Home Local Sports St. Elizabeth pulls one more upset, captures first boys basketball crown

St. Elizabeth pulls one more upset, captures first boys basketball crown


Dialog reporter
NEWARK – Guy DeBonaventura played eight minutes in the boys’ state basketball championship game for St. Elizabeth against Smyrna on March 10 at the Bob Carpenter Center, and he scored just three points. But the senior’s three-pointer with 5:06 to go put the Vikings ahead for good as St. Elizabeth earned its first title with a 60-49 triumph that was closer that the final score would indicate.
For DeBonaventura, who missed several games with a broken hand late in the season, getting that pass from classmate Nate Thomas meant a ton.

Nate Thomas (11) celebrates with teammates including Guy DeBonaventura (32) after St. Elizabeth defeated Smyrna for the boys’ state basketball championship. (The Dialog/Jason Winchell)

“It’s really awesome,” he said, clutching a piece of the net. “To not come in for a lot of the game, then come in and my teammates still trust me, for Nate to pass me that, twice in a row, I had to make one.”
The win was the Vikings’ ninth in a row. That streak followed a stretch where the team lost four of five. Their stirring postseason run – in which they were the ninth seed in the 24-team bracket – included wins over Newark (24th seed), St. Georges (eighth), Glasgow (17th), Caravel (fifth) and Smyrna, the third seed and defending state champion.
Until the final seconds, the biggest lead in the second half was seven, which Smyrna held at 43-36 late in the third. But the Vikings cut that to two before the third ended as Thomas, who had been scoreless, drove the lane for a layup, went back for a rebound on the other end, then took a pass from Justin Money and drained a three-point shot with seven seconds to go to make it 43-41 as the final quarter began.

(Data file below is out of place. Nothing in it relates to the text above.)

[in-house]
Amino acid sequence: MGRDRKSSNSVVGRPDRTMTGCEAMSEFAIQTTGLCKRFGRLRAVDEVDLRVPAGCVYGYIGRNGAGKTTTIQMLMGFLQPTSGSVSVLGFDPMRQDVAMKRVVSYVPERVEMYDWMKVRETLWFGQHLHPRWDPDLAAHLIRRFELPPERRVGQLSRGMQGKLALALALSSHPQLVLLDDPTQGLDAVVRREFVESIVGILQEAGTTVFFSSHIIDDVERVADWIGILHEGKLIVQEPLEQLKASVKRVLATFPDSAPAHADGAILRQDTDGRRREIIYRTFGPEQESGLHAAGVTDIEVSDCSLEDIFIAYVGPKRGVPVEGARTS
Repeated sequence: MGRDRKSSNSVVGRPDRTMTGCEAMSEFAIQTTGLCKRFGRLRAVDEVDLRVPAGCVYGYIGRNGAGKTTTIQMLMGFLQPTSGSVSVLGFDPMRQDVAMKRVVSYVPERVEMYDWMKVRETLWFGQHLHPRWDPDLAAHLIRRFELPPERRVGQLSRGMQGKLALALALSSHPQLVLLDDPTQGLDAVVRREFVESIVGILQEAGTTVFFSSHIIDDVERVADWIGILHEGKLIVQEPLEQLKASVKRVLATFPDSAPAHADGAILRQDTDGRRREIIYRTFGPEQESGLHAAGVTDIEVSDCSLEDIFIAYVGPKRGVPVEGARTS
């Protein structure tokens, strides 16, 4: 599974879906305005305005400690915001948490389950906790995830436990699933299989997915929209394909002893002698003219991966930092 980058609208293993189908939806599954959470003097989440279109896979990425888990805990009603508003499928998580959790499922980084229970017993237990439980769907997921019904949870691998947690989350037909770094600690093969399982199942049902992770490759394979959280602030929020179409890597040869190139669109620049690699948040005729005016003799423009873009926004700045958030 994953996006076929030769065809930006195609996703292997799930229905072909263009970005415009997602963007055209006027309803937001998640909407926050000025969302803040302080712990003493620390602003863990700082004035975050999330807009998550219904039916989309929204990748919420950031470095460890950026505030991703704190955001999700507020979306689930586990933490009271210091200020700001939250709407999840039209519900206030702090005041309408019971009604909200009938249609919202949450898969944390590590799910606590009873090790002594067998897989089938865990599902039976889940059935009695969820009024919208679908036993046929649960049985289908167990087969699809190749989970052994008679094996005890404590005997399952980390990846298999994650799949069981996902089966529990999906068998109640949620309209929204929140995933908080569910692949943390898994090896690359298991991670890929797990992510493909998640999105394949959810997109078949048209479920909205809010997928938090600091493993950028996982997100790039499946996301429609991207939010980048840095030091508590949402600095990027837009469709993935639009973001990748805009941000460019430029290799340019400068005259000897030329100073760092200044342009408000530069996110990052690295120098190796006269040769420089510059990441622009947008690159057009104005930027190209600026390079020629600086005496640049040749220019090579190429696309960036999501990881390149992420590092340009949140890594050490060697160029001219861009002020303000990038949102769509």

The Vikings trailed for nearly 16 consecutive minutes of game action, from early in the second quarter until DeBonaventura’s triple. But they did not let Smyrna – a dangerous three-point shooting team – extend the lead too much, and Thomas said they knew they could rebound.
“Basketball is a game of runs. That was key for our team, to keep confidence and keep believing that hey, we can win this thing,” he said.
Nasir Brown drives the lane for a layup. Brown had six points. (The Dialog/Jason Winchell)

Smyrna big man Jaymeir Garnett made two free throws early in the fourth to double the Eagles’ lead, but the Vikings then launched their final comeback. Thomas started things with a short jumper, then found DeBonaventura for his three-pointer. Nasir Brown drove the lane for two, but Eagles sharpshooter Caleb Matthews cut the lead to one with a layup of his own with 3:28 left on the clock.
The St. Elizabeth lead fluctuated between one and three points until the final 40 seconds, when Smyrna started sending the Vikings to the free-throw line. St. Elizabeth hit its first three free throw attempts, but then missed five of their next six. Smyrna lost its composure late, picking up a pair of technical fouls in the closing seconds, and Nasir Brown and Thomas each made a pair of free throws for the final margin.
Vikings coach Matt Rubincam said a key to the win was playing stiff defense throughout the season, especially in the state tournament. Against Smyrna, the Vikings held Matthews, the state’s Gatorade Player of the Year, to 16 points, 11 of those in the first half.
“They bought into the defensive philosophy of what I’ve always taught. We had to make some adjustments on the defensive end, but I’m very proud of them and I’m very proud for the school as well,” he said.
Vikings junior Money drew Matthews as his defensive assignment, sticking particularly close after Matthews nailed three triples in the first half. Money was the go-to person on defense against all of the Vikings’ postseason opponents.
Nate Thomas looks for a teammate after Smyrna’s Nalik Veasley-Johnson gets between him and the basket. (The Dialog/Jason Winchell)

“It wasn’t easy,” Money said of guarding Matthews. “You can’t give him space because he can light it up from anywhere.”
After the final buzzer, the players sprinted over to the end zone at the Carpenter Center where a sizable contingent of their schoolmates had spent the early afternoon cheering wildly. The players waded into the bleachers, where they were enveloped by the students. The rest of the VKNation, as the school’s supporters are known, snapped photos and took video. The hard work had paid off.
Jordan Brown capped an eye-opening season with a team-leading 17 points. Money added 14, and Thomas scored 11. Matthews and Garnett each scored 16 for the Eagles, who finished the season at 20-4.
Related: Vikings and their fan base are a mutual admiration society.